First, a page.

Mothers don’t tell daughters how Anita Cobby died.
They know, of course. There’s certain information one never forgets.
They don’t share the details that for decades have crept into their minds as they drift off to sleep. Or the flashes that haunt them as they walk home from a dimly lit train station. Or the sentences pulled from news reports that they suddenly remember, as their daughter dashes out the front door.
There are some things they hope their daughters never know.
It’s often said that an act of violence perpetrated upon one woman is internalised by all women. Much like terrorism, the threat is omnipresent, lurking behind every tree and hiding within every rundown car. The world itself is experienced through the prism of fear. Is there anything more oppressive than that?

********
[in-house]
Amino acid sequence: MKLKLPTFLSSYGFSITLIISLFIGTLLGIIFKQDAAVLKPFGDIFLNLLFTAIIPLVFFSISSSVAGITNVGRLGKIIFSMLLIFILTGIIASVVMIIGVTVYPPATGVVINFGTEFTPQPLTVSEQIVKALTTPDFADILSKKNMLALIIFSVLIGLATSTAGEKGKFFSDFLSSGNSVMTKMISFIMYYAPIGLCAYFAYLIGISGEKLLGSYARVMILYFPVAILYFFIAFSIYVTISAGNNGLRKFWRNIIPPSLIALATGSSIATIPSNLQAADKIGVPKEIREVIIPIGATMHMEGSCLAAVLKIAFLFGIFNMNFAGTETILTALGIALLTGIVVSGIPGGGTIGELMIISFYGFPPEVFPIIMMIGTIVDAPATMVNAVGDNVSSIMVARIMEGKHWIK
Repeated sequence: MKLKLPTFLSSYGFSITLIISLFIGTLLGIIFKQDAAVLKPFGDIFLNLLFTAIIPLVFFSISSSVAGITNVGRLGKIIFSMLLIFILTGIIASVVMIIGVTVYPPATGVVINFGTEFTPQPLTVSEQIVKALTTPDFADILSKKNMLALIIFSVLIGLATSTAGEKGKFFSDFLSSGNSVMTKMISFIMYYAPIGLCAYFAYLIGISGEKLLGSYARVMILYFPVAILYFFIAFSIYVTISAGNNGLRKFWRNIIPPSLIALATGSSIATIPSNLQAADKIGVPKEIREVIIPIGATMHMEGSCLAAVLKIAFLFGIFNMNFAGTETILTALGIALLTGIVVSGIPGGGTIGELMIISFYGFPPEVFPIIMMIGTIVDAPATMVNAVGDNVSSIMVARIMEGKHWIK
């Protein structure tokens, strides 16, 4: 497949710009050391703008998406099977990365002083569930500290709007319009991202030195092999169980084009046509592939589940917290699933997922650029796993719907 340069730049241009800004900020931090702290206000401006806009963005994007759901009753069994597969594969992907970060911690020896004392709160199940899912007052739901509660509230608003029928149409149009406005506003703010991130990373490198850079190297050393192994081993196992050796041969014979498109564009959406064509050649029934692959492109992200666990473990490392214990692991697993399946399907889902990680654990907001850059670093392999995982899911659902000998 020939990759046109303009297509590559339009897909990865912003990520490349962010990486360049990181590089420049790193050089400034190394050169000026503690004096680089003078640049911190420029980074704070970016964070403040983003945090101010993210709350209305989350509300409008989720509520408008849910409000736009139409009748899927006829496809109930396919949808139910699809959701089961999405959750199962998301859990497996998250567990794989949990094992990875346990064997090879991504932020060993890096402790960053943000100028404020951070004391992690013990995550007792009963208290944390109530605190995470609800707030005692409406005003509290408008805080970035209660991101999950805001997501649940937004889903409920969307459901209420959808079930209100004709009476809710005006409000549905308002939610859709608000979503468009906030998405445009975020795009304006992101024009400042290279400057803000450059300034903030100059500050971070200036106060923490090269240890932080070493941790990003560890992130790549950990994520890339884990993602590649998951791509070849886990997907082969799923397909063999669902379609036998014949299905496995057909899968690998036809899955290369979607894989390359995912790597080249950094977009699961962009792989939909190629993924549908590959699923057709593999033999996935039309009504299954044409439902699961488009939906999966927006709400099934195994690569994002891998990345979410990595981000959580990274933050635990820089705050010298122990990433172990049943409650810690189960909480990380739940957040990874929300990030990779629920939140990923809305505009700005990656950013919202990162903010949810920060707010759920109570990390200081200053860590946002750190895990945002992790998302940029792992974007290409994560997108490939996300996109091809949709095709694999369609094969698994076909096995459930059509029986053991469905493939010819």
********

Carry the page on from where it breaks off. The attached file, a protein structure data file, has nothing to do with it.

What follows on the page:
Anita Cobby was 26 when she met friends for dinner in Redfern on a warm summer night in 1986.
The registered nurse left Central station at 8:48pm, and arrived at Blacktown station just before 10.
Usually, 26-year-old Anita would call her father at the station and he would pick her up, but this night all the surrounding pay phones happened to be out of order. There were also no taxis available at the taxi rank. It was a beautiful, clear night, and Anita decided to walk home.
It was 10pm when a gang of five men pulled up beside her in a stolen car, grabbed her, and dragged her in to the vehicle kicking and screaming. A number of witnesses on Newton Road in Blacktown heard the voice of a distressed young woman, and called the police.
That night, Lyn, the friend who dropped Anita off at Central station was awoken by a terrible nightmare. It was Anita, telling her she was dying.